Bosch Oxygen Sensors

Bosch Oxygen Sensors Review

Pioneered by Robert Bosch in the 1960s, Bosch Oxygen Sensors have led the auto market ever since.

What is an Oxygen Sensor?

Let’s start with the basics and a brief introduction to what is an Oxygen Sensor? An Oxygen Sensor is an electronic device that records the amount of oxygen (O2) in what is being measured, typically liquid or gas.

Oxygen Sensors are also known as Lambda Sensors but this is a common slight misunderstanding in that a Lambda Sensor is actually a type of Oxygen Sensor in the same way as a Hoover is a type of Vacuum Cleaner.

Standard output voltages on most Oxygen Sensors doesn’t vary much with oxygen concentration but is impacted significantly when the oxygen concentration in the car exhaust system falls very low due to a richer mixture. However, the output voltage of Lambda Sensors are more even as oxygen concentration levels change, making the Lambda Sensor more sensitive to air-fuel mixtures and providing greater accuracy in readings.

Oxygen sensors are known under other names too, wideband oxygen sensors and air-fuel sensors. Bosch themselves use three types of oxygen sensor;

  • Bosch Premium Oxygen Sensors – thimble and planar switching sensors that are designed to meet or exceed OE specifications.
  • Bosch Premium Wideband A/F Oxygen Sensors – more sophisticated sensing elements that provide a signal to the vehicle’s ECU that is proportional to the amount of oxygen in the exhaust.
  • Bosch Universal Oxygen Sensors – with OE SmartLink and are quick and easy to install.

Early Bosch sensors were made with a thimble-shaped zirconia ceramic coating on both sides. It was over 20 years later before the planar-style sensors were introduced, improving the sensors’ capability by starting quicker and responding faster due to reduced ceramic coating and incorporating the heater within the ceramic structure.

What are Oxygen Sensors used for?

Typical use of Oxygen Sensors, and Lambda Sensors, is to measure the auto exhaust fumes oxygen concentration levels in cars, motorbikes etc and where necessary to adjust the air-fuel ratio so that catalytic converters work at their optimum level, which in turn shows whether the converter is working correctly or not.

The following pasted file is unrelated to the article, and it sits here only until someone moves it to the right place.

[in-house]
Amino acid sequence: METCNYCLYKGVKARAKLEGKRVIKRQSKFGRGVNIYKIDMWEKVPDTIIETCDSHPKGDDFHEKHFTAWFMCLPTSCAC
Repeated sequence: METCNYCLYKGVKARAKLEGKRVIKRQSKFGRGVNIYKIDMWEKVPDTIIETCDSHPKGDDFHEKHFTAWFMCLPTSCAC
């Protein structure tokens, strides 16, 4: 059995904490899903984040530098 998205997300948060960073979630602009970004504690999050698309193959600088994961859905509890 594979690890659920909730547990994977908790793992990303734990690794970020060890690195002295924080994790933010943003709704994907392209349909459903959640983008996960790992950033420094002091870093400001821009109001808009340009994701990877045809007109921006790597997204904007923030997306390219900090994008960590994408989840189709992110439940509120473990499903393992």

Oxygen sensors are also used in hypoxic air fire prevention systems to continuously monitor the oxygen concentration inside the protected volumes.

Why are Oxygen Sensors important?

Too much oxygen in an exhaust system or insufficient fuel being fed to the engine indicates a lean mixture, which can cause vehicle performance issues. On the other hand, too little oxygen or excess fuel in the exhaust system usually indicates a rich mixture, which results in the vehicle performing at lower MPG levels and also excessive emission levels, none of which is good for the vehicle, driver or environment.

Failure of the Oxygen Sensor or exhaust system fuel mixture can cause the catalytic converter to fail and thus need replacing, which can be expensive. All motor vehicles
produced since 1996 will have at least two converters, one sensor is located before the catalytic converter which communicates with the Engine Control Module (ECM) to let the car know if it needs to use more or less fuel. A second sensor is located after the catalytic converter to make sure that the catalytic converter is working properly.

What is the difference between Wideband Sensors and Air-Fuel Sensors?

Bosch Air-Fuel Oxygen Sensors detect if a vehicle is running rich or lean whereas Bosch Wideband Oxygen Sensors measure the exact amount of oxygen in the vehicle exhaust system in order to communicate this to the ECU and therefore to manage the amount of required fuel for optimum performance. Bosch Wideband Oxygen Sensors are advanced sensors which have enabled auto manufacturers to increase fuel economy and improve engine performance.

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